Decaying sunspot AR1667 erupted on Feb. 6th, producing a double-peaked C9-class solar flare that lasted more than ten hours from beginning to end. The slow explosion hurled a twisting, inky-dark plume of plasma into space. NASA’s Solar Dynamics Observatory recorded the spiral:

The darkness of the material is a sign that the plasma was dense and cool relative to the surrounding atmosphere of the sun. This isn’t the first time that the sun has produced a dark explosion. Since the launch of Solar Dynamics Observatory in 2010, researchers have catalogued many instances of cool plasma emerging from flare sites. “Cool” has a special meaning, however, on the sun. The temperature of the dark blobs is “only” about 20,000 K vs. 40,000 K to 1,000,000 K for the gas in the surrounding atmosphere.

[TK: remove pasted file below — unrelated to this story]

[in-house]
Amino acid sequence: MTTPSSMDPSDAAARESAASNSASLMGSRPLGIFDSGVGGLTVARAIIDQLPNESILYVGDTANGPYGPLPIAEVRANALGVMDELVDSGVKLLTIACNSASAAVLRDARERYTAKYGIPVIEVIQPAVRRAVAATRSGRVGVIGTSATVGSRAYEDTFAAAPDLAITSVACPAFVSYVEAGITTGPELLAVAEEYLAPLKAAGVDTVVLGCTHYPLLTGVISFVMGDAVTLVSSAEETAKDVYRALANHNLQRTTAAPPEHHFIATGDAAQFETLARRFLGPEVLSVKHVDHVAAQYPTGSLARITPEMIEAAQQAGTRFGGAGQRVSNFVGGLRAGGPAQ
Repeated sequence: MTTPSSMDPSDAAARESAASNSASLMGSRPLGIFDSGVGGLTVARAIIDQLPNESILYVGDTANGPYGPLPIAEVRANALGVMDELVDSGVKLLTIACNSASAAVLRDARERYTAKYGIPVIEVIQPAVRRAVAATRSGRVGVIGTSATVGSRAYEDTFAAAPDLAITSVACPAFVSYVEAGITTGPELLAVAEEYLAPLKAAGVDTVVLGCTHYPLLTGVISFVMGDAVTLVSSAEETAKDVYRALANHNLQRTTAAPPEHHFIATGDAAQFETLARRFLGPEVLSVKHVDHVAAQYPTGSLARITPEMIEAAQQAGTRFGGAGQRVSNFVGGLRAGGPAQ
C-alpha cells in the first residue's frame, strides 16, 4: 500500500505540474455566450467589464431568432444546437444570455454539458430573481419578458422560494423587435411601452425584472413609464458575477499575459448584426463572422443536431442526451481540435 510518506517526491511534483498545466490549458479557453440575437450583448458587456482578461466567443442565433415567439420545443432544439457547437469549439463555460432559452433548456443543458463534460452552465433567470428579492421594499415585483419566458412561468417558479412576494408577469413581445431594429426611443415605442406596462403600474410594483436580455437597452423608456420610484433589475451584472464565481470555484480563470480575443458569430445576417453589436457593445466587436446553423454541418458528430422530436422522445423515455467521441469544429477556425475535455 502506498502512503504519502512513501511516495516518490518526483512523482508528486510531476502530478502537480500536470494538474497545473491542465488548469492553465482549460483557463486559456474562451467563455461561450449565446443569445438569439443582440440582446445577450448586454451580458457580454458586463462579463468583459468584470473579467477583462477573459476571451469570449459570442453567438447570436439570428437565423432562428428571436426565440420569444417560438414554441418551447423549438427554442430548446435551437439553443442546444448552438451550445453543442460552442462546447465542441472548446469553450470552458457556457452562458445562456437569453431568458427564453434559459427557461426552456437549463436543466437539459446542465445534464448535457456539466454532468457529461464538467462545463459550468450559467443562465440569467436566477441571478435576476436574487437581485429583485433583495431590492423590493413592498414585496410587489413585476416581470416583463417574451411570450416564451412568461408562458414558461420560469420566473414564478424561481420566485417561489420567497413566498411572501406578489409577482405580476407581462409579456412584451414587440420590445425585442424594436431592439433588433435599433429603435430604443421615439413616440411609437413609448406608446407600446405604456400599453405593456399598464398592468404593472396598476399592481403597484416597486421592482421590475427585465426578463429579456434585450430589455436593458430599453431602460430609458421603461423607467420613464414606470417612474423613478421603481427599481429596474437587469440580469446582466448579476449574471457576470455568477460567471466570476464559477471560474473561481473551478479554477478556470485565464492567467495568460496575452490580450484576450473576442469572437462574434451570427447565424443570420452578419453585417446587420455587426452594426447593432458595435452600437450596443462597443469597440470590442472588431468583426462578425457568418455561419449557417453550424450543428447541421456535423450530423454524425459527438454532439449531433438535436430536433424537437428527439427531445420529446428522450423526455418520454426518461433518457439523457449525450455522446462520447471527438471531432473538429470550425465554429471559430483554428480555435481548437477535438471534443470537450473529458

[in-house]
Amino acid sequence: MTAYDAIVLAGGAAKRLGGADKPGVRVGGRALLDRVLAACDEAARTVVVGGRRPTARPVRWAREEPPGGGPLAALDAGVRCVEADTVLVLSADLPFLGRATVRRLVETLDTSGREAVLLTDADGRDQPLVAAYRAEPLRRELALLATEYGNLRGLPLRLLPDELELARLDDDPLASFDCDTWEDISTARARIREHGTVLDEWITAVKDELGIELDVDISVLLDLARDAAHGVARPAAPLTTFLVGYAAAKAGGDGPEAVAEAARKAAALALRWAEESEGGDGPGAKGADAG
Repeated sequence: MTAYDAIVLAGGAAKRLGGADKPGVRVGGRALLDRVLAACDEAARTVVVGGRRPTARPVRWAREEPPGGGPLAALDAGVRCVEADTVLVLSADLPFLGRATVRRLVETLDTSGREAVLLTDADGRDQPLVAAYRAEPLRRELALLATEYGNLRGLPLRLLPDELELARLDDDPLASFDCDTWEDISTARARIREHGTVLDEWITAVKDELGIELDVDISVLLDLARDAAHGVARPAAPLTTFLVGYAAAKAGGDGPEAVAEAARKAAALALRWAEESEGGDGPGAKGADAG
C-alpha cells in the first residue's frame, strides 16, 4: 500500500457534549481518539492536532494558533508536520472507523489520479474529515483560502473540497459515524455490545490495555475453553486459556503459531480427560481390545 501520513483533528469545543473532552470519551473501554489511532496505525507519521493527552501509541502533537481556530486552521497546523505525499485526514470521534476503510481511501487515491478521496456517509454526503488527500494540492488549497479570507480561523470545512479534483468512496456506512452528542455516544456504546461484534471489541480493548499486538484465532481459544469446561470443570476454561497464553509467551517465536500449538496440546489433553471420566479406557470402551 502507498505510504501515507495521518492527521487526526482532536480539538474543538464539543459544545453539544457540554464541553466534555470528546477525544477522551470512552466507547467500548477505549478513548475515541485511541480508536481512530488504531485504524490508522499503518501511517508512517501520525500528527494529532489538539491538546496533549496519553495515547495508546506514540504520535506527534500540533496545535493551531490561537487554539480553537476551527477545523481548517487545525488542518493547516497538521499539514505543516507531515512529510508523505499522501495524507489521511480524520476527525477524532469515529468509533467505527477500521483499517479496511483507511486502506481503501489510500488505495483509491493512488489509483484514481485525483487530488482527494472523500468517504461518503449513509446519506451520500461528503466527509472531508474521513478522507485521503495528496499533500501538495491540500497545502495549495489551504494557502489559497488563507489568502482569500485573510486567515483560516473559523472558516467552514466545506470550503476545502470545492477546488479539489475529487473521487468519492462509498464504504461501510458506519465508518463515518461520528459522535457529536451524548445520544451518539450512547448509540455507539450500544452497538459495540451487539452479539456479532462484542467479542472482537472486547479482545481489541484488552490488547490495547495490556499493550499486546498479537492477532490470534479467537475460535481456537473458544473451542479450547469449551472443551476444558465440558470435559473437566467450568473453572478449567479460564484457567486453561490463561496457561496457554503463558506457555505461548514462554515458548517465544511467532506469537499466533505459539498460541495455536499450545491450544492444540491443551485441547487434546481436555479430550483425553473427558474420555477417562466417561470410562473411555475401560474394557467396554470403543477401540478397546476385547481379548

Decaying sunspot AR1667 probably won’t erupt again. NOAA forecasters put the odds of a significant (M-class or stronger) flare today at 10% or less.